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August 11, 2009

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Home » Feature » Health and Environment

'Warm' foods that can make light of summer ills

SUMMER does not always mean saying no to "warm" foods. Yang-reinforcing foods such as finless eel and ginger can help maintain health for the right people. And sometimes they can perform even better than expensive herbs such as ginseng. Zhang Qian reports.

Finless eel

Finless eel was used by the ancient Chinese people about 2,000 years ago. At first, eel was only used in the making of drums because of its elastic skin. Its medical value was not discovered until the Tang Dynasty (618-907 AD). Since then, the proverb "eating a finless eel in summer and ginseng in winter" has held sway.

Finless eel is rich in DHA, an omega-3 fatty acid, and lecithin, the main components of the cell membrane of organs and the brain. It is also rich in vitamin A, which is especially good for the eyes.

Apart from improving memory and eye-sight, eating finless eel can also help normalize blood sugar levels for both high blood sugar or low blood sugar patients thanks to some unique elements.

Being high in protein yet low in fat makes finless eel one of the most preferred reinforcing nutritious foods. It is said to be a main ingredient of the legendary daliwan (super strength pill) in some ancient medical books.

Finless eel is a "warm" food that helps reinforce yang energy and blood, benefits the liver and kidneys, dispels pathogenic wind and dampness, and strengthens bones and tendons.

It is often recommended to help relieve sore backs and joints and weakness due to fatigue, illness or giving birth.

And it is also said to help improve sexual desire due to its kidney-reinforcing function.

Finless eel in Xiaoshu (Minor Heat) are comparable to ginseng, many Chinese believe. Finless eel usually grow fat, nutritious and reinforcing in days around Xiaoshu, a Chinese solar term usually falling on July 7 or 8.

But that is not all that contributes to its advantage over ginseng in summer. Actually, eating finless eel in summer also involves dong bing xia zhi (treating winter ailments in summer).

Chronic winter ailments such as bronchitis, asthma and rheumatoid arthritis are usually in remission during the summer.

Eating yang-reinforcing finless eel at this time can help grow and store yang energy inside and thus help prevent a relapse of winter ailments when the weather gets colder.

Though reinforcing, finless eel is not suitable for everybody in summer. As it is a yang (warm) reinforcing food, it's not suitable for patients with ailments such as high blood pressure, stroke, hyperthyroidism and acute inflammation such as fever, rhinitis, antiaditis and chronic bronchitis.

People who are bothered with excessive pathogenic heat should also avoid eating it.

It is strongly recommended that you buy freshly killed finless eel and cook it soon after as proteins in the eel will turn into poisonous elements shortly after death. This may cause dizziness, headache, chest distress and even low blood pressure. Dietary Therapy Finless eel and pork

Ingredients: Finless eel (200g), thin pork (100g)


1. Chop the finless eel into pieces, chop the pork into fine slices, and put them together in a bowl.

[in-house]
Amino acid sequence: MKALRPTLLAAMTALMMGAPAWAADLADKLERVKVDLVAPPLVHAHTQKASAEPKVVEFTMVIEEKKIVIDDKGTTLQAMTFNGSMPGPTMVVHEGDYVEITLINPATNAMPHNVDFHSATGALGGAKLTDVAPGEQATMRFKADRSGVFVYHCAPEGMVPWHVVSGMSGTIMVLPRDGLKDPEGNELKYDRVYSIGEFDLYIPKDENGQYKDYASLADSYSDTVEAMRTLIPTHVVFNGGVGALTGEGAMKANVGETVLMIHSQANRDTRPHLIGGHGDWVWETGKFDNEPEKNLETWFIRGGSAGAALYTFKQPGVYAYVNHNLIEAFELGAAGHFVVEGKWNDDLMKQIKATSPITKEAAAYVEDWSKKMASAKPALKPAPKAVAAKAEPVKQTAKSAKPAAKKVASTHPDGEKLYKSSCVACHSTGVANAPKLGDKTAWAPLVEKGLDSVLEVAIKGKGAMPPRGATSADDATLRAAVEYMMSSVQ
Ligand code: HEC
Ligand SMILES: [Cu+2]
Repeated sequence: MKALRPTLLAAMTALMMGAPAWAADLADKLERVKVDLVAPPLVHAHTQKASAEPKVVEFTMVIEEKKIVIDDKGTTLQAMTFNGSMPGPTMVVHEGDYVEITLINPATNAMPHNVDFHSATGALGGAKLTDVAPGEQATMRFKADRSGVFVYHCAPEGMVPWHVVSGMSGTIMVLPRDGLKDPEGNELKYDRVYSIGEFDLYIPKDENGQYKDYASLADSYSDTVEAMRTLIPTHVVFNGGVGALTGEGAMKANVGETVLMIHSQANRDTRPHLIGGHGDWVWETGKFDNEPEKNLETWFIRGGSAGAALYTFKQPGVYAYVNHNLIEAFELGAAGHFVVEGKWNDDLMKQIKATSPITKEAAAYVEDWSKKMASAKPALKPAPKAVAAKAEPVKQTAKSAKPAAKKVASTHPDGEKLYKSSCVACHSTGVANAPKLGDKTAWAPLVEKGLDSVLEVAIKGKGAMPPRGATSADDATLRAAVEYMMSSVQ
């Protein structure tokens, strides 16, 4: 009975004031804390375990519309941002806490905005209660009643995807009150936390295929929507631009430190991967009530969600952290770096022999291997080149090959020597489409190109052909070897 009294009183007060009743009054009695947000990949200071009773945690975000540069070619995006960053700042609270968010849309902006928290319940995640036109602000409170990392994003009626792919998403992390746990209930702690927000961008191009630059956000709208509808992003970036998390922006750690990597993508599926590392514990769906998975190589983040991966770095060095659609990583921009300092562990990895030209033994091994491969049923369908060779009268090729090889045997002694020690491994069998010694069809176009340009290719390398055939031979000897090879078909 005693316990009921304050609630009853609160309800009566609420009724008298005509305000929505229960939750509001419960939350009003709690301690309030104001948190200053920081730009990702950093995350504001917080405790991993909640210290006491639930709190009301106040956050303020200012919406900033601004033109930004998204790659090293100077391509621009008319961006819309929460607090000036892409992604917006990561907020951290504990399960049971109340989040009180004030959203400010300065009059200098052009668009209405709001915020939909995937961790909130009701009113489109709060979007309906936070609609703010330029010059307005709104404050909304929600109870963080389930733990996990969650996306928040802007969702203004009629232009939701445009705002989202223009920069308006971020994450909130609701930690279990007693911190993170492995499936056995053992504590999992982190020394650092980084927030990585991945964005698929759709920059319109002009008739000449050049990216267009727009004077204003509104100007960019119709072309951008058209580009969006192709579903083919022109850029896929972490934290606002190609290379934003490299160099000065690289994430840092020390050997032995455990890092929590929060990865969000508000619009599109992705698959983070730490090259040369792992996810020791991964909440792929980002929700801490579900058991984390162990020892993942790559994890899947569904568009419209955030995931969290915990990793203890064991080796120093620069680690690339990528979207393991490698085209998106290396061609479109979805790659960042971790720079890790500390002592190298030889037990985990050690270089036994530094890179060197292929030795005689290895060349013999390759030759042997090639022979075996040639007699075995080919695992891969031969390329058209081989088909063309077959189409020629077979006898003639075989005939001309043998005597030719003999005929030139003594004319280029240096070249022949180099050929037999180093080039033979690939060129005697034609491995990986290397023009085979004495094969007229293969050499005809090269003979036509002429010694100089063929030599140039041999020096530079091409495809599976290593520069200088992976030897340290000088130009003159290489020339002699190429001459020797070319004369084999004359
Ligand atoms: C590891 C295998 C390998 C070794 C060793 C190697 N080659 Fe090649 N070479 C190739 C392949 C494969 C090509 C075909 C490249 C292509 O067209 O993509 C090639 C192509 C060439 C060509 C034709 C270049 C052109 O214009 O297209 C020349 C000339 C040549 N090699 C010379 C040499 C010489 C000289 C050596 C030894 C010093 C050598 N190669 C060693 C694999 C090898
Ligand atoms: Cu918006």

2. Steam the bowl above water until it is done.

3. Season with salt


Benefits kidney and reinforces energy. It is recommended to relieve sore backs due to deficient energy in kidney.

Finless eel and huangqi (milk veteh)

Ingredients: Finless eel (500g) and huangqi (40g)


1. Chop the finless eel into pieces and wrap the huangqi with gauze.

2. Cook both ingredients with water in a terrine.

3. Season with bruised ginger and salt.


Helps reinforce energy and blood. It is recommended for people who often feel weak and fatigued and lack strength.

Finless eel and yam

Ingredients: Finless eel (400g), yam (200g)


1. Chop the finless eel into pieces, peel the yam and slice thinly.

2. Put all the ingredients in a bowl together with seasonings like salt and bruised ginger.

3. Steam it above water.


Helps normalize blood sugar, especially recommended for diabetes patients. Ginger

Ginger is a "warm" food that helps promote blood circulation and dispels pathogenic dampness and cold. It is also a popular health-helping food in summer.

There's a popular Chinese saying - "eating turnip in winter and ginger in summer, you need no doctors at all."

Though hot in summer, pathogenic cold-related ailments still happen to many people due to air-conditioning. That may include cold, diarrhea and sore backs and shoulders.

"Warm" ginger can help relieve the problems.

People shuttling between the cool indoors and the heat outside may easily catch cold even in summer.

Chewing a few ginger slices or taking a bowl of ginger and brown sugar soup can help dispel the invading pathogenic cold. Soaking feet in hot ginger soup with vinegar and salt can also help.

Repeated exposure to sharply different temperatures may also bring on digestive problems.

The digestive system is in a relatively vulnerable condition due to decreased gastric acid secretion in summer; sharply changing temperatures may aggravate the situation and cause problems such as vomiting, stomachache and diarrhea. Having some ginger or ginger soup can help prevent and relieve the problem.

Long-term exposure to air-conditioning may also cause sore shoulders and backs as pathogenic cold invades through the pores.

Soak a towel in hot ginger soup with some vinegar and salt, then apply the towel to the sore part and repeat several times.

This will help sooth the muscles, promote blood circulation and relieve pain.


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